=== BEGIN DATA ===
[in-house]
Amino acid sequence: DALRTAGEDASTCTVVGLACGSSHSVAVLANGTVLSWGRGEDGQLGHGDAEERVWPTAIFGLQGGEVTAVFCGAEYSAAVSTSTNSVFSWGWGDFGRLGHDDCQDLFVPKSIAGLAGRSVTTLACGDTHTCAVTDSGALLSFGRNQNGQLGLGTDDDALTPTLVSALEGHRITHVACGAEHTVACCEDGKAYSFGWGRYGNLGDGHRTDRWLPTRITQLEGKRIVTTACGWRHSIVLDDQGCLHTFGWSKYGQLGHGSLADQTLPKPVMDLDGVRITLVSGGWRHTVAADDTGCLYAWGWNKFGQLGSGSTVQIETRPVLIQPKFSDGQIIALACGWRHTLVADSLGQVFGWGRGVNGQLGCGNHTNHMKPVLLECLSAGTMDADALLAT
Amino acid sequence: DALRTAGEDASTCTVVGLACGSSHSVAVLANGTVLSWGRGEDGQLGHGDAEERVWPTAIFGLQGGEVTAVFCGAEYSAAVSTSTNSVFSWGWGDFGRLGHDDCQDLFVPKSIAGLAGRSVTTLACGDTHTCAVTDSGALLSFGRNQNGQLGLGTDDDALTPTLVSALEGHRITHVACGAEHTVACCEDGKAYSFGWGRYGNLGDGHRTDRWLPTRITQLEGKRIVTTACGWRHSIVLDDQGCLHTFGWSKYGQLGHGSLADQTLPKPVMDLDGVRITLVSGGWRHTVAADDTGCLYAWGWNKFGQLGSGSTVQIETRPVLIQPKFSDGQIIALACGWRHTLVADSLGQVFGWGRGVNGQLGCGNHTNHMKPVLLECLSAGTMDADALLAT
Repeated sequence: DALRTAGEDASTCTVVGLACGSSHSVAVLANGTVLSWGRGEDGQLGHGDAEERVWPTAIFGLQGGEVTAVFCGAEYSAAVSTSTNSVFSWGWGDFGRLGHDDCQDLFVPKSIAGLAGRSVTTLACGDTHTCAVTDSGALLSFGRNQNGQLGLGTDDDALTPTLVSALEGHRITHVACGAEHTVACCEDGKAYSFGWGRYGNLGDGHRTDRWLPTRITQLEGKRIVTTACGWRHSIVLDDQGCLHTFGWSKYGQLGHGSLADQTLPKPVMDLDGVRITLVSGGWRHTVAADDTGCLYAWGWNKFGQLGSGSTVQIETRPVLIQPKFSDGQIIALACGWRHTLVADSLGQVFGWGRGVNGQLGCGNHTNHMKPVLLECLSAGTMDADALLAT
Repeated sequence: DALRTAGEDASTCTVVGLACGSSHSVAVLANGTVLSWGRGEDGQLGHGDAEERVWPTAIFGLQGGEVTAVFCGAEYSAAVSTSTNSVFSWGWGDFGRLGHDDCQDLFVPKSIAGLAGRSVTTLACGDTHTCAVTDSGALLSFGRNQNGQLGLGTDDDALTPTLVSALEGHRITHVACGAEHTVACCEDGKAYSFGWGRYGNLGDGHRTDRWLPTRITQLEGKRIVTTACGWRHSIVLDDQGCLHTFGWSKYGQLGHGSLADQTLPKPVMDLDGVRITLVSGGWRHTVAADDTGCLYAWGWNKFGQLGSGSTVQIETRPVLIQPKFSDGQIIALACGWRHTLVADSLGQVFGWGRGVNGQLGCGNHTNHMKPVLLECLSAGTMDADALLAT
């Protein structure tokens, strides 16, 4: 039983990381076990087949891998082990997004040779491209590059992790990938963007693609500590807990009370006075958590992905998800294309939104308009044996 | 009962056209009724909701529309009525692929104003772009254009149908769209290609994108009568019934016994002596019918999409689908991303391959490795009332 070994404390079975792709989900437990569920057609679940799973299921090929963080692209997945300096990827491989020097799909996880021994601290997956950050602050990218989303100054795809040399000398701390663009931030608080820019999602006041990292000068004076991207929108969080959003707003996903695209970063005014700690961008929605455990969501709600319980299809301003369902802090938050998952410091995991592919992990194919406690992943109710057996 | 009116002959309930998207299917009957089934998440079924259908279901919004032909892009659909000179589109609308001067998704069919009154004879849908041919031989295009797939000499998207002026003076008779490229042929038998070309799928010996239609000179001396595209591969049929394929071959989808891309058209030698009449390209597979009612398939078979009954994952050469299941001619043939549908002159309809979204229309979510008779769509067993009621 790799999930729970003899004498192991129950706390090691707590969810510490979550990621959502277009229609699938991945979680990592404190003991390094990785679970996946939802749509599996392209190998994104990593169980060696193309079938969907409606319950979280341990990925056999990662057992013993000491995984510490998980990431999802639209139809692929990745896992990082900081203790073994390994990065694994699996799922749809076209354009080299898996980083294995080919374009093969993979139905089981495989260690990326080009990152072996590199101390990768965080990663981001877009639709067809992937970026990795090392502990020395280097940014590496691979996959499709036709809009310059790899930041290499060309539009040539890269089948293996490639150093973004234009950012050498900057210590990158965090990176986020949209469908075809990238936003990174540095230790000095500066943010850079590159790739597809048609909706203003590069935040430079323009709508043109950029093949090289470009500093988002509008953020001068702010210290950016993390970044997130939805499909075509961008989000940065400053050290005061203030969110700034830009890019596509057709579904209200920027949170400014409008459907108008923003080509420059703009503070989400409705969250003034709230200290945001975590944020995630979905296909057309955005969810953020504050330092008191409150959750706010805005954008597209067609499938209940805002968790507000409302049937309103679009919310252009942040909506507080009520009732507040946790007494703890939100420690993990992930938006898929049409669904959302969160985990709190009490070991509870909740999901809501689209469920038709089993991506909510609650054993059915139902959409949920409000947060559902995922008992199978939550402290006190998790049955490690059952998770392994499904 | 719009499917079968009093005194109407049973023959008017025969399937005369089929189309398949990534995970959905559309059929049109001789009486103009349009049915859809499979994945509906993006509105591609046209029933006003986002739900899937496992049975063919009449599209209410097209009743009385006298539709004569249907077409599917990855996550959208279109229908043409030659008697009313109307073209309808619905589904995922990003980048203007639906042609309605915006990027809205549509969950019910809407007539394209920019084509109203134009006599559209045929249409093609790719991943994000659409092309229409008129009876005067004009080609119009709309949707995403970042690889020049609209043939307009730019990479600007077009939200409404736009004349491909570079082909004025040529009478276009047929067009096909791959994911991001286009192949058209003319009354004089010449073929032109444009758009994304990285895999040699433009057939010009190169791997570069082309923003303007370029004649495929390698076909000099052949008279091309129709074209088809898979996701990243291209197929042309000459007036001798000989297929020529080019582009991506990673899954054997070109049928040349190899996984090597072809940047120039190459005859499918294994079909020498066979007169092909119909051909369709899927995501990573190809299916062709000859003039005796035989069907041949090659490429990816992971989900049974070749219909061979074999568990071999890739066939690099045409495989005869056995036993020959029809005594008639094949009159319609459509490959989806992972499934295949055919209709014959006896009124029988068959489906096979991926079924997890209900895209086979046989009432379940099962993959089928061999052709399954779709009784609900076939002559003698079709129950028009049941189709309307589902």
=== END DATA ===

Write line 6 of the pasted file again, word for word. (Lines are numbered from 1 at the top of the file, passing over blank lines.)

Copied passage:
């Protein structure tokens, strides 16, 4: 039983990381076990087949891998082990997004040779491209590059992790990938963007693609500590807990009370006075958590992905998800294309939104308009044996 | 009962056209009724909701529309009525692929104003772009254009149908769209290609994108009568019934016994002596019918999409689908991303391959490795009332 070994404390079975792709989900437990569920057609679940799973299921090929963080692209997945300096990827491989020097799909996880021994601290997956950050602050990218989303100054795809040399000398701390663009931030608080820019999602006041990292000068004076991207929108969080959003707003996903695209970063005014700690961008929605455990969501709600319980299809301003369902802090938050998952410091995991592919992990194919406690992943109710057996 | 009116002959309930998207299917009957089934998440079924259908279901919004032909892009659909000179589109609308001067998704069919009154004879849908041919031989295009797939000499998207002026003076008779490229042929038998070309799928010996239609000179001396595209591969049929394929071959989808891309058209030698009449390209597979009612398939078979009954994952050469299941001619043939549908002159309809979204229309979510008779769509067993009621 790799999930729970003899004498192991129950706390090691707590969810510490979550990621959502277009229609699938991945979680990592404190003991390094990785679970996946939802749509599996392209190998994104990593169980060696193309079938969907409606319950979280341990990925056999990662057992013993000491995984510490998980990431999802639209139809692929990745896992990082900081203790073994390994990065694994699996799922749809076209354009080299898996980083294995080919374009093969993979139905089981495989260690990326080009990152072996590199101390990768965080990663981001877009639709067809992937970026990795090392502990020395280097940014590496691979996959499709036709809009310059790899930041290499060309539009040539890269089948293996490639150093973004234009950012050498900057210590990158965090990176986020949209469908075809990238936003990174540095230790000095500066943010850079590159790739597809048609909706203003590069935040430079323009709508043109950029093949090289470009500093988002509008953020001068702010210290950016993390970044997130939805499909075509961008989000940065400053050290005061203030969110700034830009890019596509057709579904209200920027949170400014409008459907108008923003080509420059703009503070989400409705969250003034709230200290945001975590944020995630979905296909057309955005969810953020504050330092008191409150959750706010805005954008597209067609499938209940805002968790507000409302049937309103679009919310252009942040909506507080009520009732507040946790007494703890939100420690993990992930938006898929049409669904959302969160985990709190009490070991509870909740999901809501689209469920038709089993991506909510609650054993059915139902959409949920409000947060559902995922008992199978939550402290006190998790049955490690059952998770392994499904 | 719009499917079968009093005194109407049973023959008017025969399937005369089929189309398949990534995970959905559309059929049109001789009486103009349009049915859809499979994945509906993006509105591609046209029933006003986002739900899937496992049975063919009449599209209410097209009743009385006298539709004569249907077409599917990855996550959208279109229908043409030659008697009313109307073209309808619905589904995922990003980048203007639906042609309605915006990027809205549509969950019910809407007539394209920019084509109203134009006599559209045929249409093609790719991943994000659409092309229409008129009876005067004009080609119009709309949707995403970042690889020049609209043939307009730019990479600007077009939200409404736009004349491909570079082909004025040529009478276009047929067009096909791959994911991001286009192949058209003319009354004089010449073929032109444009758009994304990285895999040699433009057939010009190169791997570069082309923003303007370029004649495929390698076909000099052949008279091309129709074209088809898979996701990243291209197929042309000459007036001798000989297929020529080019582009991506990673899954054997070109049928040349190899996984090597072809940047120039190459005859499918294994079909020498066979007169092909119909051909369709899927995501990573190809299916062709000859003039005796035989069907041949090659490429990816992971989900049974070749219909061979074999568990071999890739066939690099045409495989005869056995036993020959029809005594008639094949009159319609459509490959989806992972499934295949055919209709014959006896009124029988068959489906096979991926079924997890209900895209086979046989009432379940099962993959089928061999052709399954779709009784609900076939002559003698079709129950028009049941189709309307589902």